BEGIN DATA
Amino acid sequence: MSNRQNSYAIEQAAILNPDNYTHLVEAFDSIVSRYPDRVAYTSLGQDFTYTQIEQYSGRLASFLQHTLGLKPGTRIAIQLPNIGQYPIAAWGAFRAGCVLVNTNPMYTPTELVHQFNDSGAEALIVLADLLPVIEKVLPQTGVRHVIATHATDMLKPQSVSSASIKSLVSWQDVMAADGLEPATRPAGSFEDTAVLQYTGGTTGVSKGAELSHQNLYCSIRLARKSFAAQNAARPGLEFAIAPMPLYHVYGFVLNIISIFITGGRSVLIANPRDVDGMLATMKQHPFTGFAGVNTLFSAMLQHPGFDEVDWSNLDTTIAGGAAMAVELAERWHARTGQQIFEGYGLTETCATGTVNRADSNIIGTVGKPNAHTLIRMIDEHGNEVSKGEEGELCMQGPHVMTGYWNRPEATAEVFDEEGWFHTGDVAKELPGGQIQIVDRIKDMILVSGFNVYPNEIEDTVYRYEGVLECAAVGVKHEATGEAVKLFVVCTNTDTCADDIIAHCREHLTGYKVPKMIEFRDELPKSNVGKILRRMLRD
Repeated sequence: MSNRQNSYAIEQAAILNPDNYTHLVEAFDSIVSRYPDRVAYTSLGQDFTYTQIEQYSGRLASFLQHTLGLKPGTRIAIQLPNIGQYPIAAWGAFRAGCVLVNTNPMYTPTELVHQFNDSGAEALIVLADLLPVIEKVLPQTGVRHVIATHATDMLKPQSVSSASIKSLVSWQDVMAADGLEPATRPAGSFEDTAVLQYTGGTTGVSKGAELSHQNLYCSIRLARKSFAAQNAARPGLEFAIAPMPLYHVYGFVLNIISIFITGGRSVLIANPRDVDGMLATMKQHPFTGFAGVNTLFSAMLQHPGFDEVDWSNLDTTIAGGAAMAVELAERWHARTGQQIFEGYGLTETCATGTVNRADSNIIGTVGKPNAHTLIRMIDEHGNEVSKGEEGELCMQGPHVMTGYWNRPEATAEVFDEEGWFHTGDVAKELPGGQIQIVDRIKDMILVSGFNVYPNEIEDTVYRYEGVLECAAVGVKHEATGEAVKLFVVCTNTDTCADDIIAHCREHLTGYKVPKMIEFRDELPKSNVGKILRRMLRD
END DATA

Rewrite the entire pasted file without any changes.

Amino acid sequence: MSNRQNSYAIEQAAILNPDNYTHLVEAFDSIVSRYPDRVAYTSLGQDFTYTQIEQYSGRLASFLQHTLGLKPGTRIAIQLPNIGQYPIAAWGAFRAGCVLVNTNPMYTPTELVHQFNDSGAEALIVLADLLPVIEKVLPQTGVRHVIATHATDMLKPQSVSSASIKSLVSWQDVMAADGLEPATRPAGSFEDTAVLQYTGGTTGVSKGAELSHQNLYCSIRLARKSFAAQNAARPGLEFAIAPMPLYHVYGFVLNIISIFITGGRSVLIANPRDVDGMLATMKQHPFTGFAGVNTLFSAMLQHPGFDEVDWSNLDTTIAGGAAMAVELAERWHARTGQQIFEGYGLTETCATGTVNRADSNIIGTVGKPNAHTLIRMIDEHGNEVSKGEEGELCMQGPHVMTGYWNRPEATAEVFDEEGWFHTGDVAKELPGGQIQIVDRIKDMILVSGFNVYPNEIEDTVYRYEGVLECAAVGVKHEATGEAVKLFVVCTNTDTCADDIIAHCREHLTGYKVPKMIEFRDELPKSNVGKILRRMLRD
Repeated sequence: MSNRQNSYAIEQAAILNPDNYTHLVEAFDSIVSRYPDRVAYTSLGQDFTYTQIEQYSGRLASFLQHTLGLKPGTRIAIQLPNIGQYPIAAWGAFRAGCVLVNTNPMYTPTELVHQFNDSGAEALIVLADLLPVIEKVLPQTGVRHVIATHATDMLKPQSVSSASIKSLVSWQDVMAADGLEPATRPAGSFEDTAVLQYTGGTTGVSKGAELSHQNLYCSIRLARKSFAAQNAARPGLEFAIAPMPLYHVYGFVLNIISIFITGGRSVLIANPRDVDGMLATMKQHPFTGFAGVNTLFSAMLQHPGFDEVDWSNLDTTIAGGAAMAVELAERWHARTGQQIFEGYGLTETCATGTVNRADSNIIGTVGKPNAHTLIRMIDEHGNEVSKGEEGELCMQGPHVMTGYWNRPEATAEVFDEEGWFHTGDVAKELPGGQIQIVDRIKDMILVSGFNVYPNEIEDTVYRYEGVLECAAVGVKHEATGEAVKLFVVCTNTDTCADDIIAHCREHLTGYKVPKMIEFRDELPKSNVGKILRRMLRD